Northland District Health Board Medical Officer of Health Dr Simon Baker said it was "very tragic for the family of the young man who died, and for everyone at the camp".

"We acknowledge the young people, their families and the staff at the camp will also be feeling very upset and anxious."

Northland public health nurses had been talking to the family about who else might have been at risk in the previous seven days in which the young man was infectious. Those who were in close contact with the young man had been provided antibiotics.

"Meningococcal disease is a serious and sometimes fatal disease, and can be difficult to diagnose, so we are providing information to the young people and parents so they can be alert for symptoms," Baker said.

"It can look like the flu early on but quickly gets much worse. It is important to get early treatment."

Symptoms included some or all of the following: fever; headache; vomiting; feeling sleepy, confused and delirious; loss of consciousness; joint pains; aching muscles; stiff neck; dislike of bright lights; or rashes, purple or red spots, or bruises.

Other symptoms in babies and infants included being unsettled, floppy or irritable, refusing drinks and feeds, and becoming harder to wake.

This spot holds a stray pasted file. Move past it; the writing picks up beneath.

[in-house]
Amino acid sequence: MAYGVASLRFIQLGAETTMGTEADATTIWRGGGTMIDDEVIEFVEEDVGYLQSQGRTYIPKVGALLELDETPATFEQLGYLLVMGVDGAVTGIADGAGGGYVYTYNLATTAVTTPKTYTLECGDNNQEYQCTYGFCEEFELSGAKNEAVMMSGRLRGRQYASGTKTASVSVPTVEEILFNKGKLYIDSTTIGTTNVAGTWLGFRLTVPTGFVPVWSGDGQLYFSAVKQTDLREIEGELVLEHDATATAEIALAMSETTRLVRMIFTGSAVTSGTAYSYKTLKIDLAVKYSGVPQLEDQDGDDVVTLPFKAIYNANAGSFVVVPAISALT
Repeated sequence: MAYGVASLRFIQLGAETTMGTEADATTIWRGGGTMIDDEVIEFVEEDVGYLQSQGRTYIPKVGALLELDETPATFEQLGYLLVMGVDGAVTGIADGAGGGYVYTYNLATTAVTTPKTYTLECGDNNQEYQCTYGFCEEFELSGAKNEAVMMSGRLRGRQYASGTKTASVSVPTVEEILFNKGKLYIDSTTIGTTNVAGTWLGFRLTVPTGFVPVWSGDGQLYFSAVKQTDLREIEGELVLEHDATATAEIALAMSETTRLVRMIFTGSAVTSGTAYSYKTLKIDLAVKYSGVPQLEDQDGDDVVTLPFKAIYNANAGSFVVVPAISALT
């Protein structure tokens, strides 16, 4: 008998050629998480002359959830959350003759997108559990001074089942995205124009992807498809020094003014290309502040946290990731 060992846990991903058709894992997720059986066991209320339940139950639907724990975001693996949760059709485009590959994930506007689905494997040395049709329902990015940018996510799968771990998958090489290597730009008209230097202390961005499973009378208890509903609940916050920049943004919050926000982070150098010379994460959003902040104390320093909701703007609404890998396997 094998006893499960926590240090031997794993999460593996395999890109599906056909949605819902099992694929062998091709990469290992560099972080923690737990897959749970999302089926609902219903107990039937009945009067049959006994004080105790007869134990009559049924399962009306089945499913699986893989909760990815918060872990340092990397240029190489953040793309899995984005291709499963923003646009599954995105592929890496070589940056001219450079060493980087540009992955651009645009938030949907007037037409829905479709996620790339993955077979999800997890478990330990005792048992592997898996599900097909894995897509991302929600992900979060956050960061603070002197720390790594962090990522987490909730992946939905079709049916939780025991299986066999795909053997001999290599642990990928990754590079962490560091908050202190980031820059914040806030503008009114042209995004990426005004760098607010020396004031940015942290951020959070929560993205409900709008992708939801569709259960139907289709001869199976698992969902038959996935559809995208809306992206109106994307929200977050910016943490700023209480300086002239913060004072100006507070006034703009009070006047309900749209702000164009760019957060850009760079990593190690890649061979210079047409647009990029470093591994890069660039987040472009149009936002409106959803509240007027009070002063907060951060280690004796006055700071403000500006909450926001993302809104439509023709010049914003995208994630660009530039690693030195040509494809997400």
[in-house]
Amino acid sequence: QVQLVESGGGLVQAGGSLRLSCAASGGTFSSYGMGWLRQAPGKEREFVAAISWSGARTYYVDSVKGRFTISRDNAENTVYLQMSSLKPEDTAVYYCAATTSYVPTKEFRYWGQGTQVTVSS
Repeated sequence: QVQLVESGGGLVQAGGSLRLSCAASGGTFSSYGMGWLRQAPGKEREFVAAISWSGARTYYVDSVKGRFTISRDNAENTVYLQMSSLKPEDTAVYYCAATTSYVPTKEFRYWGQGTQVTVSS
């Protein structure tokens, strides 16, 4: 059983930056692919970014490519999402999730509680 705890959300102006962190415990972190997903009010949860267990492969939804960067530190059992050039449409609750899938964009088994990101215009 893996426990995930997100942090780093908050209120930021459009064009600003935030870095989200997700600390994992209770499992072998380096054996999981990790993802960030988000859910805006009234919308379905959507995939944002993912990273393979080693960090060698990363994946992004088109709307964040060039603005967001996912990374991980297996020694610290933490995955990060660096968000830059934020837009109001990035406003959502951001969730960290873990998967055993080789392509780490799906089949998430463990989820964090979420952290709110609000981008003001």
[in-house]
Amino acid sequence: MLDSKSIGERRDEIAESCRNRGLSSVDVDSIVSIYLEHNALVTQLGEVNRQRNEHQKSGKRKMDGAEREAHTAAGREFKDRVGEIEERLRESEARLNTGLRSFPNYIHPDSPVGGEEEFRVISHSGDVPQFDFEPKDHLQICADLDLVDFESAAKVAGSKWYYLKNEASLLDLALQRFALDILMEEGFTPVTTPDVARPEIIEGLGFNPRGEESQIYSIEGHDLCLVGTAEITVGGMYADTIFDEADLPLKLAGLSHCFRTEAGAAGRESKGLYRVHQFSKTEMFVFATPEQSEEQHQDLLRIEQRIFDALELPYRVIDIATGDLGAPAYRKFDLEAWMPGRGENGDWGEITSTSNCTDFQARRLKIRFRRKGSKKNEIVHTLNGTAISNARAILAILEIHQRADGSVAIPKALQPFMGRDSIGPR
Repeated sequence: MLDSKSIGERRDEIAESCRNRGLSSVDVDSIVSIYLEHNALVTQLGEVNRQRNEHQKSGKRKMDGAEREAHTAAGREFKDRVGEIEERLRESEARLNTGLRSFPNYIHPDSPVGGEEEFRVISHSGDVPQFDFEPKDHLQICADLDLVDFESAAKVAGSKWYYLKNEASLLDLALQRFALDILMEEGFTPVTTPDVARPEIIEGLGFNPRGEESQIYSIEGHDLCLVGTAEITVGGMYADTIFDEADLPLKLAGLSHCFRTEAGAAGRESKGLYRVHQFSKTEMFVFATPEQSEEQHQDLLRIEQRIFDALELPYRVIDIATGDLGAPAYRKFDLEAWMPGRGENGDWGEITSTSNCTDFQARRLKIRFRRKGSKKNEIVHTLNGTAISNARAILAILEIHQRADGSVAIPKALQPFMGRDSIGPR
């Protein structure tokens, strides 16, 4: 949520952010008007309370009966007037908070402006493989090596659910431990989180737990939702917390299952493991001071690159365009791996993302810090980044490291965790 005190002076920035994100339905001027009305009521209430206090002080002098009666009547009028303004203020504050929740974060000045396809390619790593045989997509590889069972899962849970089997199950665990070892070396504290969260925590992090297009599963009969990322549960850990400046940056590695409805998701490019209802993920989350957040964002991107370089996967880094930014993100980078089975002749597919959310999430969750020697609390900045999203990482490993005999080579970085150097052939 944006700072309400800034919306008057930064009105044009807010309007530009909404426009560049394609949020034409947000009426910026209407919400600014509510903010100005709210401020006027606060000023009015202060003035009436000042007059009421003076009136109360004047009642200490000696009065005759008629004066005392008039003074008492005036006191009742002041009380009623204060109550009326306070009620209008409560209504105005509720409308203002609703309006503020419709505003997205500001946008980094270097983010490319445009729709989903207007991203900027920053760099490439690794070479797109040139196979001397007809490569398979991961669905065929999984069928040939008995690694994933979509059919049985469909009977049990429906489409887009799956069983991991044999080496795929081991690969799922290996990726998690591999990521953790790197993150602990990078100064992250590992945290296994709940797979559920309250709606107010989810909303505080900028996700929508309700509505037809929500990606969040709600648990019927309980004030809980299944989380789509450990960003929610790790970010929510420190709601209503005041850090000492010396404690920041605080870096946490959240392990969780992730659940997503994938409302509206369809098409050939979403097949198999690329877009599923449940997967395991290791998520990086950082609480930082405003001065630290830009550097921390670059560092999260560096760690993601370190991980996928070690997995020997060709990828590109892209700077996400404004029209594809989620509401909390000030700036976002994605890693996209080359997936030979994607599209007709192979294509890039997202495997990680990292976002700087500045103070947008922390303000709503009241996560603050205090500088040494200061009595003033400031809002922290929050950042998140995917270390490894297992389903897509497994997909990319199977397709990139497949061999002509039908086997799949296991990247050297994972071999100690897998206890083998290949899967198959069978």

Children who had previously received meningococcal vaccination could still get meningococcal disease because the vaccine did not protect against all types of meningococcal bacteria, Baker said.

"If you or anyone you know has these symptoms, don't wait."

People with concerns should phone Healthline on 0800 611 116 or visit a doctor.

In 2011 an emergency vaccination programme was conducted in Northland against meningococcal C strain disease because of an outbreak of that strain that began in the region during the winter.

The outbreak mainly affected children and youth. By the end of December 2011, nine cases of meningococcal C had been confirmed, with three deaths.

Free (state-funded) vaccination was available for people aged from 1 to 20. More than 32,000 children and youth - around 73 per cent of the region's population in that age group - received the single-shot vaccine injection in three months.

One of those to die in the 2011 outbreak was plumbing apprentice Ben Brown, 18.

Previously fit and healthy, he fell suddenly sick one evening after work in August 2011. He had a painful neck, was seen sitting in a daze, was off his food and began to shiver uncontrollably.

He was taken to an accident and medical clinic, which sent him home with a meningitis leaflet and a prescription for oral antibiotics for tonsillitis, and paracetamol.

He deteriorated and went by ambulance to hospital, where he spent several hours before improving and being discharged. The oral antibiotics are thought to have masked the seriousness of his condition.

The day after he first felt unwell, Ben suddenly worsened, was taken to a GP clinic, then hospital. He was critically ill. He was given intravenous antibiotics, a CT scan, lumbar puncture test and was admitted to the intensive care unit (ICU).

Ben deteriorated. He died on a Saturday afternoon in Whangārei Hospital, the third day after he became unwell.

The hospital implemented changes to address matters identified in a review of Ben's care.